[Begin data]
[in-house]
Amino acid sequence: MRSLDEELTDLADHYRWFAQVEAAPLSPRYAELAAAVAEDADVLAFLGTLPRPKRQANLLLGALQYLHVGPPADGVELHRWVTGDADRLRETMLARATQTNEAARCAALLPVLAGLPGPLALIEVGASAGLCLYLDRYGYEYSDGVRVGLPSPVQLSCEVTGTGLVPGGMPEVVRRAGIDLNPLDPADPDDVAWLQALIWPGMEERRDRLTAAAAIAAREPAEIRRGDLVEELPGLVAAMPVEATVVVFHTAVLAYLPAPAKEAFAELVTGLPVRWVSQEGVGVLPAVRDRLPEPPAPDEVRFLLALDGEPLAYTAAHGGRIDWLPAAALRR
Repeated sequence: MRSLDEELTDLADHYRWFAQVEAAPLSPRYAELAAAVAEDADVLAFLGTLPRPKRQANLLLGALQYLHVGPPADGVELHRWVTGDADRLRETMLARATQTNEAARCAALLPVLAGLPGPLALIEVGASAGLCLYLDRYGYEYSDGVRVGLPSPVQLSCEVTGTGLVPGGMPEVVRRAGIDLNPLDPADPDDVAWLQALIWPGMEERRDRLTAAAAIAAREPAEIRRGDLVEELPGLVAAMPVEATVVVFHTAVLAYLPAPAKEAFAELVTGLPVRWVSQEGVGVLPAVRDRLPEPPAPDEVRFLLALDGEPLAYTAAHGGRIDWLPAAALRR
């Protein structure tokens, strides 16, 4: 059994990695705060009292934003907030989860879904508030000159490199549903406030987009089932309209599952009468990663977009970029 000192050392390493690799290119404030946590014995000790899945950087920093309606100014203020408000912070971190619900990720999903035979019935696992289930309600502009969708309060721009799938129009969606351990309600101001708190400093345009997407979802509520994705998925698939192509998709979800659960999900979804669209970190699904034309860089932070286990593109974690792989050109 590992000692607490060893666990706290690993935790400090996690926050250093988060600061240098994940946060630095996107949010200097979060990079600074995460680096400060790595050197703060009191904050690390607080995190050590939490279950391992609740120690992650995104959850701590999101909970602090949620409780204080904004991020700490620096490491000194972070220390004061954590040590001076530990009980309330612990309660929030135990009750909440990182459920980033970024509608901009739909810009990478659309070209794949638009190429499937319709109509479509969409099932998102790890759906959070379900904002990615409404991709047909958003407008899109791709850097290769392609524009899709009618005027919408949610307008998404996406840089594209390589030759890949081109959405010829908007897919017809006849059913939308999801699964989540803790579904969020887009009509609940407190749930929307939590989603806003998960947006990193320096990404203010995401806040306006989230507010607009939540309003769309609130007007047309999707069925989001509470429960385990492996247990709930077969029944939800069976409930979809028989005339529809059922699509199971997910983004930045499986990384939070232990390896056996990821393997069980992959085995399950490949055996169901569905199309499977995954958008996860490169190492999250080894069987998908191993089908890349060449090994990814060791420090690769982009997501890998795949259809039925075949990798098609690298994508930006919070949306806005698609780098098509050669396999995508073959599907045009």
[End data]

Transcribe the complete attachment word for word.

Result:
[in-house]
Amino acid sequence: MRSLDEELTDLADHYRWFAQVEAAPLSPRYAELAAAVAEDADVLAFLGTLPRPKRQANLLLGALQYLHVGPPADGVELHRWVTGDADRLRETMLARATQTNEAARCAALLPVLAGLPGPLALIEVGASAGLCLYLDRYGYEYSDGVRVGLPSPVQLSCEVTGTGLVPGGMPEVVRRAGIDLNPLDPADPDDVAWLQALIWPGMEERRDRLTAAAAIAAREPAEIRRGDLVEELPGLVAAMPVEATVVVFHTAVLAYLPAPAKEAFAELVTGLPVRWVSQEGVGVLPAVRDRLPEPPAPDEVRFLLALDGEPLAYTAAHGGRIDWLPAAALRR
Repeated sequence: MRSLDEELTDLADHYRWFAQVEAAPLSPRYAELAAAVAEDADVLAFLGTLPRPKRQANLLLGALQYLHVGPPADGVELHRWVTGDADRLRETMLARATQTNEAARCAALLPVLAGLPGPLALIEVGASAGLCLYLDRYGYEYSDGVRVGLPSPVQLSCEVTGTGLVPGGMPEVVRRAGIDLNPLDPADPDDVAWLQALIWPGMEERRDRLTAAAAIAAREPAEIRRGDLVEELPGLVAAMPVEATVVVFHTAVLAYLPAPAKEAFAELVTGLPVRWVSQEGVGVLPAVRDRLPEPPAPDEVRFLLALDGEPLAYTAAHGGRIDWLPAAALRR
């Protein structure tokens, strides 16, 4: 059994990695705060009292934003907030989860879904508030000159490199549903406030987009089932309209599952009468990663977009970029 000192050392390493690799290119404030946590014995000790899945950087920093309606100014203020408000912070971190619900990720999903035979019935696992289930309600502009969708309060721009799938129009969606351990309600101001708190400093345009997407979802509520994705998925698939192509998709979800659960999900979804669209970190699904034309860089932070286990593109974690792989050109 590992000692607490060893666990706290690993935790400090996690926050250093988060600061240098994940946060630095996107949010200097979060990079600074995460680096400060790595050197703060009191904050690390607080995190050590939490279950391992609740120690992650995104959850701590999101909970602090949620409780204080904004991020700490620096490491000194972070220390004061954590040590001076530990009980309330612990309660929030135990009750909440990182459920980033970024509608901009739909810009990478659309070209794949638009190429499937319709109509479509969409099932998102790890759906959070379900904002990615409404991709047909958003407008899109791709850097290769392609524009899709009618005027919408949610307008998404996406840089594209390589030759890949081109959405010829908007897919017809006849059913939308999801699964989540803790579904969020887009009509609940407190749930929307939590989603806003998960947006990193320096990404203010995401806040306006989230507010607009939540309003769309609130007007047309999707069925989001509470429960385990492996247990709930077969029944939800069976409930979809028989005339529809059922699509199971997910983004930045499986990384939070232990390896056996990821393997069980992959085995399950490949055996169901569905199309499977995954958008996860490169190492999250080894069987998908191993089908890349060449090994990814060791420090690769982009997501890998795949259809039925075949990798098609690298994508930006919070949306806005698609780098098509050669396999995508073959599907045009």